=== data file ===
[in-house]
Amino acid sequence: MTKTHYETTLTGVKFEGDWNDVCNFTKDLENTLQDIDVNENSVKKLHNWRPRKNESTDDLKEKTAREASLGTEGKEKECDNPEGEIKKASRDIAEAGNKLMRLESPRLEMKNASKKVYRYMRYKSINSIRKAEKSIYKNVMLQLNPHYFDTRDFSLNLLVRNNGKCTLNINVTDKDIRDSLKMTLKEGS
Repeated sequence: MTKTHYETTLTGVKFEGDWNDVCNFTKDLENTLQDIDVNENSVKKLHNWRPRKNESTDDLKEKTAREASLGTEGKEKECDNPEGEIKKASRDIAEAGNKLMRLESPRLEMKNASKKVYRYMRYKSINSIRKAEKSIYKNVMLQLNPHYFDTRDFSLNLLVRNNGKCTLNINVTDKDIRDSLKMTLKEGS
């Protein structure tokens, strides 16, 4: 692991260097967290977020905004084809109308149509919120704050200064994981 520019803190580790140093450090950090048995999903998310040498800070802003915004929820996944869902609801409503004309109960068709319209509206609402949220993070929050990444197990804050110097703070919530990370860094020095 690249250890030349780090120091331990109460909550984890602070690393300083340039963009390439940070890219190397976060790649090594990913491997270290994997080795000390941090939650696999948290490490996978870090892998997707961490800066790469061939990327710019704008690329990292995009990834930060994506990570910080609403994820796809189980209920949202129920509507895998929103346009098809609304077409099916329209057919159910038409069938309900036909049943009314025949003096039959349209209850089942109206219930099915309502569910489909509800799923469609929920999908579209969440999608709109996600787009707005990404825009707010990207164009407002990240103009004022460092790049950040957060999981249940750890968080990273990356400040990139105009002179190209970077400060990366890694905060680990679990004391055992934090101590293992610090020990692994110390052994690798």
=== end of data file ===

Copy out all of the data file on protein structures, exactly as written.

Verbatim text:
[in-house]
Amino acid sequence: MTKTHYETTLTGVKFEGDWNDVCNFTKDLENTLQDIDVNENSVKKLHNWRPRKNESTDDLKEKTAREASLGTEGKEKECDNPEGEIKKASRDIAEAGNKLMRLESPRLEMKNASKKVYRYMRYKSINSIRKAEKSIYKNVMLQLNPHYFDTRDFSLNLLVRNNGKCTLNINVTDKDIRDSLKMTLKEGS
Repeated sequence: MTKTHYETTLTGVKFEGDWNDVCNFTKDLENTLQDIDVNENSVKKLHNWRPRKNESTDDLKEKTAREASLGTEGKEKECDNPEGEIKKASRDIAEAGNKLMRLESPRLEMKNASKKVYRYMRYKSINSIRKAEKSIYKNVMLQLNPHYFDTRDFSLNLLVRNNGKCTLNINVTDKDIRDSLKMTLKEGS
């Protein structure tokens, strides 16, 4: 692991260097967290977020905004084809109308149509919120704050200064994981 520019803190580790140093450090950090048995999903998310040498800070802003915004929820996944869902609801409503004309109960068709319209509206609402949220993070929050990444197990804050110097703070919530990370860094020095 690249250890030349780090120091331990109460909550984890602070690393300083340039963009390439940070890219190397976060790649090594990913491997270290994997080795000390941090939650696999948290490490996978870090892998997707961490800066790469061939990327710019704008690329990292995009990834930060994506990570910080609403994820796809189980209920949202129920509507895998929103346009098809609304077409099916329209057919159910038409069938309900036909049943009314025949003096039959349209209850089942109206219930099915309502569910489909509800799923469609929920999908579209969440999608709109996600787009707005990404825009707010990207164009407002990240103009004022460092790049950040957060999981249940750890968080990273990356400040990139105009002179190209970077400060990366890694905060680990679990004391055992934090101590293992610090020990692994110390052994690798």